Instinct and Indignation

A fundamental doctrine of U.S. civil law holds employers accountable for the conduct and performance of their employees when negligence occurs within the scope of their employment. This doctrine is known as respondeat superior.

The principle of respondeat superior has sweeping implications for the provision of goods and services: Among them, since the employer is responsible for its employees’ conduct and performance, it has an implied responsibility to monitor them. Unfortunately, monitoring is the Achilles Heel of public transportation. Insufficient or non-existent monitoring lie at the root of virtually every accident or incident. But even when monitoring is conducted, drivers may still deviate from established policies and procedures.

Plaintiffs’ attorneys generally have an easy time picking apart a defendant’s monitoring efforts because drivers who deviate from established policies and procedures generally do so regularly and consistently. Jurors may excuse an occasional deviation, since its detection can be difficult. They are less likely to excuse a regular pattern of deviation. Further, when a pattern of deviation occurs, the inference arises that the deviation was condoned. This determination not only tempts a finding of punitive damages but, as a practical matter (albeit not a legal one), shifts the burden of proof from the plaintiff to the defendant.

With so much at stake, I have always been puzzled by the failure of management to detect so many obvious deviations in a procedure as fundamental as helping passengers off the bus. Less puzzling are the reasons why these deviations occur in the first place.

Apathy and Aversion

Particularly when errors and omissions have been made in policies, training, vehicle selection and specification, drivers can get hurt assisting and even spotting passengers:

  • Committing an ADA violation, a national passenger rail system failed to contract for lift-equipped motorcoaches to provide feeder service to and from an outlying station. Before alighting passengers, one driver cleverly vanished, leaving the railroad station attendant with the task of spotting passengers at the bottom of the stepwell. An elderly stroke victim whose wheelchair had been stowed in the luggage bays began to fall down the stepwell. The attendant caught him, breaking his fall and preventing him from suffering any injuries. In the process, she severely injured her back.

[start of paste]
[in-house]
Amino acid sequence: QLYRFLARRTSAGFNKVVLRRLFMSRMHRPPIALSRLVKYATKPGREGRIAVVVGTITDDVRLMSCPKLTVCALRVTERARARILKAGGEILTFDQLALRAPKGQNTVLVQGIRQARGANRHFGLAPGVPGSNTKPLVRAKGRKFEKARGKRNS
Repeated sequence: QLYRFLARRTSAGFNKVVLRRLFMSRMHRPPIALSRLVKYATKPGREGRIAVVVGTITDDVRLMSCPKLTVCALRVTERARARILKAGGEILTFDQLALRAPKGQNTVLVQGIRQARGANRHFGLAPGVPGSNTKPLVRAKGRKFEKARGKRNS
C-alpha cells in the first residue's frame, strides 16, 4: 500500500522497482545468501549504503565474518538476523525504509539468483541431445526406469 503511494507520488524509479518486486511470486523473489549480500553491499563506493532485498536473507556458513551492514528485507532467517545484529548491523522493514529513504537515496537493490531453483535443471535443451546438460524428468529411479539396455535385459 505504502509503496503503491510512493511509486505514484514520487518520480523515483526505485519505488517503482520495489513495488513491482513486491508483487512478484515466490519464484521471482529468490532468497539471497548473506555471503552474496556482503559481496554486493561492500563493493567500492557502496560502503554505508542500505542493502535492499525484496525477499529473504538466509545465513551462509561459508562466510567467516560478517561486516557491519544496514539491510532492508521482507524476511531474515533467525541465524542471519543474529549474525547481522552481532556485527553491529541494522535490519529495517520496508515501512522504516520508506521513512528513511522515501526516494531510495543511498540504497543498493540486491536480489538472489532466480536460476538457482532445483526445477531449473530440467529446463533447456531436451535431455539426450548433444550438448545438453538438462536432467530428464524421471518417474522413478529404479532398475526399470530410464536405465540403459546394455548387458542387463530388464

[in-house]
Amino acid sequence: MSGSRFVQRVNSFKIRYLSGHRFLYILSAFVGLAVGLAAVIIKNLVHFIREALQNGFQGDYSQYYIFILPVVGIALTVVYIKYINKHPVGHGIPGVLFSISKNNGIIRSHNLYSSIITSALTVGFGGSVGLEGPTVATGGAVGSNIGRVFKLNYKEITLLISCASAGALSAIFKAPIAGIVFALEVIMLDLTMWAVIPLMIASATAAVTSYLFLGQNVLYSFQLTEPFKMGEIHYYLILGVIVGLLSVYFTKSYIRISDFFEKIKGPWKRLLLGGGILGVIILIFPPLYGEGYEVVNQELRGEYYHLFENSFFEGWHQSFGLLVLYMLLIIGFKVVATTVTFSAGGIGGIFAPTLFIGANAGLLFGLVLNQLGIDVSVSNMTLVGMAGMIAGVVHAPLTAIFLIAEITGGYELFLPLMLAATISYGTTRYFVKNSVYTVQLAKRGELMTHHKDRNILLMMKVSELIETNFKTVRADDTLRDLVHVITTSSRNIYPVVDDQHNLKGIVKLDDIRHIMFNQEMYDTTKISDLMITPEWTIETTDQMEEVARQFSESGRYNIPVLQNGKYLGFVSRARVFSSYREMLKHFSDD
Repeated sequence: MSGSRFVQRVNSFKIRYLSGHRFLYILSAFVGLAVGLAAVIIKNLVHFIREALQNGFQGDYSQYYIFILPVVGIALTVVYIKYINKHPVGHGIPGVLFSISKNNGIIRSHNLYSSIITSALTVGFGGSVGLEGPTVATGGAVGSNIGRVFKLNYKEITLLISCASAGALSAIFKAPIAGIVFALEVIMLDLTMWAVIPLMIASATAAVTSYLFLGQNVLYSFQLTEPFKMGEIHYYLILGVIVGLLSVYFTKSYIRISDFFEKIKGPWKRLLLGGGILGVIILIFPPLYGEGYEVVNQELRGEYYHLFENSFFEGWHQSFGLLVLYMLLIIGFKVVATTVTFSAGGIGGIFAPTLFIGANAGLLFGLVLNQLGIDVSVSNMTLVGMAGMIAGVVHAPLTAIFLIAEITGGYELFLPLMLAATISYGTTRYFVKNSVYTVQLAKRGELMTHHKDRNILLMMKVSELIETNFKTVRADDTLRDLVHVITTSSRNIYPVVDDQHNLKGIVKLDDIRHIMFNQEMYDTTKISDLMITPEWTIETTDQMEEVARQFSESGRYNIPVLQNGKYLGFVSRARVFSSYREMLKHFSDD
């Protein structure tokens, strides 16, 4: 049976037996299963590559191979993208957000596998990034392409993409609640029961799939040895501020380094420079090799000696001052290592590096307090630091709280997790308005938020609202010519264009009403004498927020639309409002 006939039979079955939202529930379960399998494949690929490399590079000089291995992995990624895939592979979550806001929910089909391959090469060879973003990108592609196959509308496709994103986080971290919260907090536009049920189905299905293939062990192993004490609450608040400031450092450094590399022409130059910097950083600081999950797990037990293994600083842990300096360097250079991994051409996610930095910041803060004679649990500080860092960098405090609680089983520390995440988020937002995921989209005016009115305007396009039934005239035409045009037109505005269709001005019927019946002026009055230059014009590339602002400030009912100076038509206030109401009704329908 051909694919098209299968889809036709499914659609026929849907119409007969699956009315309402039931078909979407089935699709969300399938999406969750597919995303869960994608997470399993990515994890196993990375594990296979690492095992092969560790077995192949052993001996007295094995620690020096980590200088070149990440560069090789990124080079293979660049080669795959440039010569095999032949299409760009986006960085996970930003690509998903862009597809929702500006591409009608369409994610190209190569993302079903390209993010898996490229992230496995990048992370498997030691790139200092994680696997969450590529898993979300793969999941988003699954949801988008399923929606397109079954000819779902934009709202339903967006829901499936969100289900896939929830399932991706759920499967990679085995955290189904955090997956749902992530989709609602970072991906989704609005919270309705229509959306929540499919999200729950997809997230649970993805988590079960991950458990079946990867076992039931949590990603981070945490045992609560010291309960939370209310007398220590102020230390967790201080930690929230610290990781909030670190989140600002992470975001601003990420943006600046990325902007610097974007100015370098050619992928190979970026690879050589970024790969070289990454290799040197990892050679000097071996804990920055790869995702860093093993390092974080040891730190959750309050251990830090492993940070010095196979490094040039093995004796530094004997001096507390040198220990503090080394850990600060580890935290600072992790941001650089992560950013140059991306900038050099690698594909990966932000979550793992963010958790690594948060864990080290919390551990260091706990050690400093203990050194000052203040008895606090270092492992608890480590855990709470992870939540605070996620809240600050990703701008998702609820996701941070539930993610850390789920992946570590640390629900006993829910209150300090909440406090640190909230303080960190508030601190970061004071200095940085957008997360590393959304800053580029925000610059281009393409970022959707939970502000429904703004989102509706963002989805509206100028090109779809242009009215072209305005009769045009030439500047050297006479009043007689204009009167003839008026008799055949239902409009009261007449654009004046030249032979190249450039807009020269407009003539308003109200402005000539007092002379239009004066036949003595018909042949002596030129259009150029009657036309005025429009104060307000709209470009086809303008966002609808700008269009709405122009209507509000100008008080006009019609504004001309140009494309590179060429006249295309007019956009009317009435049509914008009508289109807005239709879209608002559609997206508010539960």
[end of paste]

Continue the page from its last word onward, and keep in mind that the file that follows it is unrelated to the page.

• Another driver caught a 300-pound passenger falling down the stepwell, completely preventing her injury, and incurring none himself. But the experience deterred him from helping any future passengers. So a month later, when a 105-pound elderly woman fell down the stepwell, he had long since abandoned the practice of spotting, did not catch her, and she almost died from the injuries. (From a liability perspective, “almost” dying is generally more costly than dying.)
  • A schoolbus attendant, assisting a physically disabled, special education student to alight, tripped in the irregularly-configured, trapezoidal stepwell and, while still holding the passenger, spilled out of the bus.

Presumably because of such close shaves, or at least a fear of them, many drivers not only fail to help passengers alight, but do not even spot them properly – as is the minimal custom-of-the-trade in motorcoach operations:

  • Returning to a church parking lot late at night from an out-of-state shopping spree, a motorcoach driver pulled adjacent to the lot, opened the front entrance door, engaged the emergency brake, and charged off the coach to find a bathroom, leaving his passengers to descend the stepwell by themselves. An elderly man carrying a stroller in one arm and a large shopping bag in the other stepped off onto a short section of curbing and slipped on its rounded corner. His ankle collapsed, and he roiled into the gutter.
  • Picking her up from treatment on her already-dysfunctional feet, a paratransit driver operating a lift-equipped minibus directed an elderly, diabetic, visually-impaired, walker-user carrying an oxygen tank to board via the stepwell, watched her shin clang into the edge of the top step, and stood transfixed as she reacted to the pain by tumbling backwards down the stepwell.
  • A motorcoach driver watched from his seat as an elderly passenger did not notice the out-of-square, deficiently-sized and poorly-designed automatic step extension reaching outward from beneath the bottom step. As she stepped to the ground, she clipped the outer edge of this contraption and somersaulted off the coach.